This post is based on the work of my late friend Donald Prout whose love for books and Christian history led him to collate a daily Christian calendar. I continue to work with Don’s wife, Barbara, to share his life work with the world. I have updated some of these historical posts and will hopefully draw from Don’s huge files of clippings to continue this series beyond Don’s original work. More of Don’s work can be found at www.donaldprout.com. I am indebted to Don for awakening in me an interest in Church History, which I previously considered to be a little stuffy and of little practical value. I find in the process of updating Don’s Christian Diary that I am being constantly refreshed, illuminated or challenged by the lives of those who have gone before.

Vance Houston Havner 75 Years a Preacher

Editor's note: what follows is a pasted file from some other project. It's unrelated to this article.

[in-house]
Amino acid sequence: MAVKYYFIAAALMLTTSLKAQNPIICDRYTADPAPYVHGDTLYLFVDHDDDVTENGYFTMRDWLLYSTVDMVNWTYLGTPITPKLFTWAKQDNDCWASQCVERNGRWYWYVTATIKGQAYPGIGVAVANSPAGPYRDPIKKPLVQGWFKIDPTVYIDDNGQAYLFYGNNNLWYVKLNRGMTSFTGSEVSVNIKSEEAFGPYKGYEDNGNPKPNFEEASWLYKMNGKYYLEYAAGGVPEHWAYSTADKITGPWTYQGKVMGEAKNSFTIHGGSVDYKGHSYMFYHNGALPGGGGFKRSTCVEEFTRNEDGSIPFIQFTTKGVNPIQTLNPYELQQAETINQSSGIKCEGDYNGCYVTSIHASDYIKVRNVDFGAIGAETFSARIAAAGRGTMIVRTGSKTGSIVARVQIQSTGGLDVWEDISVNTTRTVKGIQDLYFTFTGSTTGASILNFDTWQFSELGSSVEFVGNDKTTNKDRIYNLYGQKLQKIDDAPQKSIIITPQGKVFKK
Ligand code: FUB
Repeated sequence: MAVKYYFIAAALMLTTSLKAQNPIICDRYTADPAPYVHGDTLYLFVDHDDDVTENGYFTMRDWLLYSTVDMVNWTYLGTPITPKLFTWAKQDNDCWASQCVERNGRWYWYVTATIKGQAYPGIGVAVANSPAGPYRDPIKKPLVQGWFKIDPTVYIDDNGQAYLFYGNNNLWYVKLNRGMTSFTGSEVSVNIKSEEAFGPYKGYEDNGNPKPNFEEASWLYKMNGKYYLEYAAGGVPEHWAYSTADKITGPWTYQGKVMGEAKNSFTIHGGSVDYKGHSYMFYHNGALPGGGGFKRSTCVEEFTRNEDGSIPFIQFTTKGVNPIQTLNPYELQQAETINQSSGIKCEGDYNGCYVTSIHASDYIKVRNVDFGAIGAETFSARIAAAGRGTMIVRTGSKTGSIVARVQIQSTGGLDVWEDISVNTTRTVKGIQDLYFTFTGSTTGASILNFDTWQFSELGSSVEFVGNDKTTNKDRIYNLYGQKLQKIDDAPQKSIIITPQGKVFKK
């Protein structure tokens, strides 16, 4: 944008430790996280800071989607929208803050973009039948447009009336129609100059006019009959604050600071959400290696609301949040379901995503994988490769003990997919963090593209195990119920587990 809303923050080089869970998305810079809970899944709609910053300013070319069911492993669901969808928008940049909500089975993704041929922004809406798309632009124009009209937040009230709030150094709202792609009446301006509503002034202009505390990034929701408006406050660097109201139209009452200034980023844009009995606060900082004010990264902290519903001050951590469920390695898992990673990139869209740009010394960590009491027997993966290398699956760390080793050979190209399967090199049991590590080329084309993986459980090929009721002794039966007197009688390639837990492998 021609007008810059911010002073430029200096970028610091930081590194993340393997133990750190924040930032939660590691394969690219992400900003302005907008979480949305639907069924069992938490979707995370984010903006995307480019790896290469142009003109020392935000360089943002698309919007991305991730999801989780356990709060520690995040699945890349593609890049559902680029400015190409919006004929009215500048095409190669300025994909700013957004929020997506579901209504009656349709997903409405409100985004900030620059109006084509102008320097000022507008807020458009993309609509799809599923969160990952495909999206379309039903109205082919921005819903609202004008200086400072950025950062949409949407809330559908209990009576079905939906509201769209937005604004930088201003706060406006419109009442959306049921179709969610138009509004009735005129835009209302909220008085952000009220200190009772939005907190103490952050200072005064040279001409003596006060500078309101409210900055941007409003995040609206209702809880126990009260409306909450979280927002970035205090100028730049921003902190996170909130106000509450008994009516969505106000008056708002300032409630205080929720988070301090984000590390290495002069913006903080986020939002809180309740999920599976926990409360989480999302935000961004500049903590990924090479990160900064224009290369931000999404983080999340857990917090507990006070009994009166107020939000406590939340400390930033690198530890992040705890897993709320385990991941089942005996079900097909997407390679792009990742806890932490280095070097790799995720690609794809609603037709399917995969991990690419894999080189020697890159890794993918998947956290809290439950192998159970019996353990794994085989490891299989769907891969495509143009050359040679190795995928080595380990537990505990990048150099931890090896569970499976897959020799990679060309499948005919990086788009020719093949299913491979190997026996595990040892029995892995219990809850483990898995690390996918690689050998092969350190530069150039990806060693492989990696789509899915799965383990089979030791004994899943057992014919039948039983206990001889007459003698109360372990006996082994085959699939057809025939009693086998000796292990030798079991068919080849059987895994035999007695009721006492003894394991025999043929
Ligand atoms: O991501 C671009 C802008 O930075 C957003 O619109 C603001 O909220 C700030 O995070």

This is the day that …Vance Houston Havner died, in 1986.

He was born in a small community nestled in the foothills of the Blue Ridge Mountains of North Carolina (USA), October 17, 1901.

He made his “peace with God” in the woods after hearing his father preach an old-fashioned gospel message. Vance was 10 years-old at the time.

By the age of 12 he was licensed to preach by a local Baptist church – and ordained at the age of 15. Newspaper records of the “boy preacher” speaking to a 1,800 strong congregation – when he was only 12 – are incredible to read.

He found himself drifting into the ‘new’ popular liberal theology. “It did not become malignant in my case,” he later wrote, “but I did have enough of the virus in my system to preach popular sermons that converted nobody.” Then he read Machen’s Christianity and Liberalism and returned to the evangelical faith.

He married Sara Allred in 1940 – and preached on the day she died 33 years later (Just a Preacher, page 19).

His biography, Journey from Jugtown, by D. White, and his own autobiography, Three Score and Ten, tell the whole remarkable story.